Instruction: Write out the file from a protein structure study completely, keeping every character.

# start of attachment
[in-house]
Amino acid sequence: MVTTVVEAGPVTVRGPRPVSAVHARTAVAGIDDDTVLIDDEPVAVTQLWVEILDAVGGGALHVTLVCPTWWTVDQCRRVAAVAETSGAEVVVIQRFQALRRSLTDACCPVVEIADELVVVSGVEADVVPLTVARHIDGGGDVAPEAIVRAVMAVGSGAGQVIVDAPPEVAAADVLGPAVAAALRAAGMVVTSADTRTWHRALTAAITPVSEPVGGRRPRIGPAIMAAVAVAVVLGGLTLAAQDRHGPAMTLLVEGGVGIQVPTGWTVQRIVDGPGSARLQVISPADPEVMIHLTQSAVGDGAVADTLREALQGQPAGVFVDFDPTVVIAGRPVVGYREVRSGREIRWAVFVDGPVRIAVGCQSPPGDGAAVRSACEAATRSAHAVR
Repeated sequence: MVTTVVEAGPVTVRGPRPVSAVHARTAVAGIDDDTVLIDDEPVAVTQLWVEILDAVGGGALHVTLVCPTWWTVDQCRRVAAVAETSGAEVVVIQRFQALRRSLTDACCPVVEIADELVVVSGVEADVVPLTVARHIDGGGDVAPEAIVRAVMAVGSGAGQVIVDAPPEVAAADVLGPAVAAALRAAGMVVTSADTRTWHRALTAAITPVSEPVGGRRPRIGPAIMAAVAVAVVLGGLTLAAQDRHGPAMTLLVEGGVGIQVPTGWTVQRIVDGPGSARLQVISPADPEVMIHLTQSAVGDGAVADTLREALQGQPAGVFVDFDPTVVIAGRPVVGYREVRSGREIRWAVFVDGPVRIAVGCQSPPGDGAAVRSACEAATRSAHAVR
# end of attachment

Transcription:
[in-house]
Amino acid sequence: MVTTVVEAGPVTVRGPRPVSAVHARTAVAGIDDDTVLIDDEPVAVTQLWVEILDAVGGGALHVTLVCPTWWTVDQCRRVAAVAETSGAEVVVIQRFQALRRSLTDACCPVVEIADELVVVSGVEADVVPLTVARHIDGGGDVAPEAIVRAVMAVGSGAGQVIVDAPPEVAAADVLGPAVAAALRAAGMVVTSADTRTWHRALTAAITPVSEPVGGRRPRIGPAIMAAVAVAVVLGGLTLAAQDRHGPAMTLLVEGGVGIQVPTGWTVQRIVDGPGSARLQVISPADPEVMIHLTQSAVGDGAVADTLREALQGQPAGVFVDFDPTVVIAGRPVVGYREVRSGREIRWAVFVDGPVRIAVGCQSPPGDGAAVRSACEAATRSAHAVR
Repeated sequence: MVTTVVEAGPVTVRGPRPVSAVHARTAVAGIDDDTVLIDDEPVAVTQLWVEILDAVGGGALHVTLVCPTWWTVDQCRRVAAVAETSGAEVVVIQRFQALRRSLTDACCPVVEIADELVVVSGVEADVVPLTVARHIDGGGDVAPEAIVRAVMAVGSGAGQVIVDAPPEVAAADVLGPAVAAALRAAGMVVTSADTRTWHRALTAAITPVSEPVGGRRPRIGPAIMAAVAVAVVLGGLTLAAQDRHGPAMTLLVEGGVGIQVPTGWTVQRIVDGPGSARLQVISPADPEVMIHLTQSAVGDGAVADTLREALQGQPAGVFVDFDPTVVIAGRPVVGYREVRSGREIRWAVFVDGPVRIAVGCQSPPGDGAAVRSACEAATRSAHAVR